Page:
Your Excellency, the ridiculous jail terms handed down to corrupt officials during your joint ticket with Baba Obasanjo cemented the foundation of corruption in the judiciary, a cancer which your administration failed to fight. The ongoing lopsided anti-corruption mockery by the Muhammadu Buhari-Yemi Osinbajo presidency is evidence that both your party and the All Progressives Congress are spineless, visionless and self-serving. But you can win some converts to your side by putting to rest the ghost of the Halliburton scandal in a detailed explanation stating your side of the story and why it has taken you this long to visit the US. Sir, I sincerely wish you prove your innocence over the mountain of corruption allegations the APC is levelling against you, not because the ruling party is unblemished, but to highlight the hypocrisy that made the APC prevaricate on horrendous scandals such as the Gan-dollar of Cano, Maina-gate, multi-billion naira Daura-gate, Babachir Lawal’s golden grass cutting, N919m NHIS scandal, herdsmen bloodletting, the immoral pardoning of accused former PDP leaders who defected to the ruling party, etc.

Government inertia and corruption since 1999 have worsened socio-economic infrastructure and service delivery such as roads, hospitals, schools, airports, seaports and security. This phenomenon has proliferated deaths on Nigerian roads, produced dunces in Nigerian schools and metamorphosed our general and teaching hospitals into kiosks and mortuaries – all in the land which you superintended for eight years as vice-president before ambition and corruption allegations erupted a volcano of hate between you and your former boss-turned-curse-now-lord. Two dear family friends, Mrs Olufela Ebisemiju, and Mrs Olusola Toyin-Fidudusola, recently died in auto accidents in Abuja and Osun State respectively in circumstances that could largely be prevented. I lost my mother in a similar circumstance in February 2008. A junior colleague, Mrs Bola Ogunboyowa, is still lying critically ill in hospital after sustaining injuries in an auto accident. The Federal Road Safety Corps on Saturday said 393 children were involved in 2018 end-of-the-year crashes even as five persons were killed along the Molete-Ibadan Road a day ago.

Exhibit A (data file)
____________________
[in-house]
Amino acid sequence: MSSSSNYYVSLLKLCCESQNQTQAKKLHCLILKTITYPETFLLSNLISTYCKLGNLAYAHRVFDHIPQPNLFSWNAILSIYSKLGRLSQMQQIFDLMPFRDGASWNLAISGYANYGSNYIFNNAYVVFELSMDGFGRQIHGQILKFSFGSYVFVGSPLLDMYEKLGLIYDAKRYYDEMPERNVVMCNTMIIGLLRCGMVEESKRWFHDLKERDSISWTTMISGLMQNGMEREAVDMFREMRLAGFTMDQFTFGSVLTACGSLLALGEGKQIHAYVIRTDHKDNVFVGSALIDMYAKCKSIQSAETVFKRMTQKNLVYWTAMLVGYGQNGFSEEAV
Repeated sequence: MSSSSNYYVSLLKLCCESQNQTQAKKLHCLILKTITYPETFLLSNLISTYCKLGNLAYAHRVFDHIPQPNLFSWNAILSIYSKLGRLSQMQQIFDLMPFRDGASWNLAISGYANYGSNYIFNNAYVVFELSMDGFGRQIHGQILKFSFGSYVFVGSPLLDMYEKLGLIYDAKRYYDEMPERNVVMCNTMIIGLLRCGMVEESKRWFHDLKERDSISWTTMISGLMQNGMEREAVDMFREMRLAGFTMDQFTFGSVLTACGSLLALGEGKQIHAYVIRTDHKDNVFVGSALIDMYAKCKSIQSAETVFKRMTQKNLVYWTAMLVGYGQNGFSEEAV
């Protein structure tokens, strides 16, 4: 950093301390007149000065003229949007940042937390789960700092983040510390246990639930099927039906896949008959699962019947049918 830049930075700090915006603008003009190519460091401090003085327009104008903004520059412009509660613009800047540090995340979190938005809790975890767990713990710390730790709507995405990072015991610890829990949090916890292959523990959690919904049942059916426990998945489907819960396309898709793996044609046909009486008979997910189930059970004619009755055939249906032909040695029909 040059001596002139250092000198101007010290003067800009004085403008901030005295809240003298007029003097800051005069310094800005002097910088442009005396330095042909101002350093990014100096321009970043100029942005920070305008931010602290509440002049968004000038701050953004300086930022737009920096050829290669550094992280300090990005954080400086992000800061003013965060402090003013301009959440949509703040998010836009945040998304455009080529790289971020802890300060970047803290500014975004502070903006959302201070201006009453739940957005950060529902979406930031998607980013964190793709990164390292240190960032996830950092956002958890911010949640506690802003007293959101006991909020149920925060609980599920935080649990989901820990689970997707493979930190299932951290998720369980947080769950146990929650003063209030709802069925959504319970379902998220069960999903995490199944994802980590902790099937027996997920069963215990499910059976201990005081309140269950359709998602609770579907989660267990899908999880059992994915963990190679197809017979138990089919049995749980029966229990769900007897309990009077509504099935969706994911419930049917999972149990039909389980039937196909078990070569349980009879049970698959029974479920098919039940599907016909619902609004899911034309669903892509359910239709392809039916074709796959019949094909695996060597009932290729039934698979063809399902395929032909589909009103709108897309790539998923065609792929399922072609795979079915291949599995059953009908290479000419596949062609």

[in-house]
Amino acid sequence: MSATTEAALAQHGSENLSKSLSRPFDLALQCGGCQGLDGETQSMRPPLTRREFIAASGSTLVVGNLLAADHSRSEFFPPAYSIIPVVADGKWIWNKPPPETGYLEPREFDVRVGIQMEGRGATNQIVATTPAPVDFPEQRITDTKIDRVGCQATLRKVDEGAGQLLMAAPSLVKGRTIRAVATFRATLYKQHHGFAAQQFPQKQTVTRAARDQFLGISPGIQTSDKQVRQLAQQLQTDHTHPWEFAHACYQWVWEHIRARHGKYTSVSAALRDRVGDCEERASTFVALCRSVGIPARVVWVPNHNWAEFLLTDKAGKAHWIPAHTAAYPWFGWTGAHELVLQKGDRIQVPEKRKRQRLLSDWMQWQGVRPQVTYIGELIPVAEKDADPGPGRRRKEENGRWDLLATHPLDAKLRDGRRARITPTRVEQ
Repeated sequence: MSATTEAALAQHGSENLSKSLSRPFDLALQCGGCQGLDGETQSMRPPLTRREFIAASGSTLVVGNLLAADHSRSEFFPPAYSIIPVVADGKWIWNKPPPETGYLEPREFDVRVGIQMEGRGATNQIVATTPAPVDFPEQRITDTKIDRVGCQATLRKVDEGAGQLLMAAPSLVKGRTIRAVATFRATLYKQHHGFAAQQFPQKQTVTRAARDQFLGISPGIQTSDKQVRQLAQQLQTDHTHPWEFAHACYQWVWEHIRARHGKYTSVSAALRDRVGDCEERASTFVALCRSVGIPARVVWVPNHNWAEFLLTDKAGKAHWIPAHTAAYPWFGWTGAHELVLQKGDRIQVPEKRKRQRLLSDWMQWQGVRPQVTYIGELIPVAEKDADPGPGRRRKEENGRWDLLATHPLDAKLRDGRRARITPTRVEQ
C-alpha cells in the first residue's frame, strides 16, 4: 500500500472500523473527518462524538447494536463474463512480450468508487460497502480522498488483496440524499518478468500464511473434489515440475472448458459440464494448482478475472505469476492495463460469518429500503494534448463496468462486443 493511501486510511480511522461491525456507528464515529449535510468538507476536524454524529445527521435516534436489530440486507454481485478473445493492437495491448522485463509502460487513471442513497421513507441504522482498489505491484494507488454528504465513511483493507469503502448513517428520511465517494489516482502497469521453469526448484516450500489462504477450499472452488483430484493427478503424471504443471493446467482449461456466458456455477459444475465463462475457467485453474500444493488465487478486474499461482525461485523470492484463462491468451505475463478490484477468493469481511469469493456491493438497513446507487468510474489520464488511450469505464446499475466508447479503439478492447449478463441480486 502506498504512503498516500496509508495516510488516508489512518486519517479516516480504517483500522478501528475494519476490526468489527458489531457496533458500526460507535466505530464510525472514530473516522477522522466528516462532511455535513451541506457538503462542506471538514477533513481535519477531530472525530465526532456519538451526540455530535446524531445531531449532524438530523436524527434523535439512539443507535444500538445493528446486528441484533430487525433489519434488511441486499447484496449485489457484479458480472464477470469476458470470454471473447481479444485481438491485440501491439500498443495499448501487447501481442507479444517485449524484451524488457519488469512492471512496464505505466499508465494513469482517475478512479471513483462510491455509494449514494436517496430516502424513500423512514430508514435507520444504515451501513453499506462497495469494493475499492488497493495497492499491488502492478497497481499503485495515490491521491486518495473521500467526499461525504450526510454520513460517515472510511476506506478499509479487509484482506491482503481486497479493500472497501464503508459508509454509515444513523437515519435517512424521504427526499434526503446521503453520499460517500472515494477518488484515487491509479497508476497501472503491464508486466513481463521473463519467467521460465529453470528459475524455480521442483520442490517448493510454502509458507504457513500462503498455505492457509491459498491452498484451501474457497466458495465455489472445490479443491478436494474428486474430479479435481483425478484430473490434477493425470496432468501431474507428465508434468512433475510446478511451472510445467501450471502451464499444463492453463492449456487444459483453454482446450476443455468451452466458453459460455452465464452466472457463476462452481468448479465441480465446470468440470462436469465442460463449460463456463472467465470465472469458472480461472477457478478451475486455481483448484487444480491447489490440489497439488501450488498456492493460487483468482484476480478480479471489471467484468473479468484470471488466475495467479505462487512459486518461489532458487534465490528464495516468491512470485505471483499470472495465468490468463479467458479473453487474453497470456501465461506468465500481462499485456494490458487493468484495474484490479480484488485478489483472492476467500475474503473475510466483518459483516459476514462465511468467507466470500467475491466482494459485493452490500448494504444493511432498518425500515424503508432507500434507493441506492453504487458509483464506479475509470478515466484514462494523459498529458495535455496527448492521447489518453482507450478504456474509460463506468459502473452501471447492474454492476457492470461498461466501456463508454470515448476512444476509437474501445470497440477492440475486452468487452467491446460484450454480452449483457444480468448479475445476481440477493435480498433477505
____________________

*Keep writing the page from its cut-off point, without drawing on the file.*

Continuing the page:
Your Excellency, you can see that death is cheap and available in the country you crave to govern. I’m sure that during your recent visit to the US, you noticed the sanctity of life and the dignity of living. I’m almost certain you’re driven to the airport in a siren-blasting convoy with immigration officials and the police falling over themselves and breaking protocols to clear you for the vanity trip. But, I would rather you visited the nook and cranny of the country to see the suffering afflicting the masses. I noticed you walking side by side with Senate President Bukola Saraki like ordinary citizens at the Washington Dulles International Airport, Washington, without gun-wielding security agents, convoys, touts, hungry praise singers, and party members shouting themselves hoarse.

Personally, I don’t support the American circus which election into Nigeria’s highest office has been turned into, but now that you’ve visited and returned, you might as well take some lessons from the trip. Sir, did you notice the seriousness attached to governance in the US as opposed to the tragicomedy constantly on display in Nigeria? I’m sure you didn’t see any university named after Nigeria in your jiffy visit. Did you notice that no private Nigerian university or nursery/primary or secondary school compares with any public school or university in the US? Did you see any Almajari children roaming the streets? Aren’t you envious of the level of sophistication and courtesy displayed by the American police and military? I’m sure you felt safer in the US than in Nigeria. I’m also sure you noticed that every American pays tax unlike in Nigeria where only the poor pay tax. Did you observe that insurance is a major pillar of the American economy? Did you see dust, let alone sand or stones or refuse or faeces on their roads? I’m sure you’ll agree with me that if funds meant for power were embezzled, light won’t be constant in America.

Turaki, I wish you luck.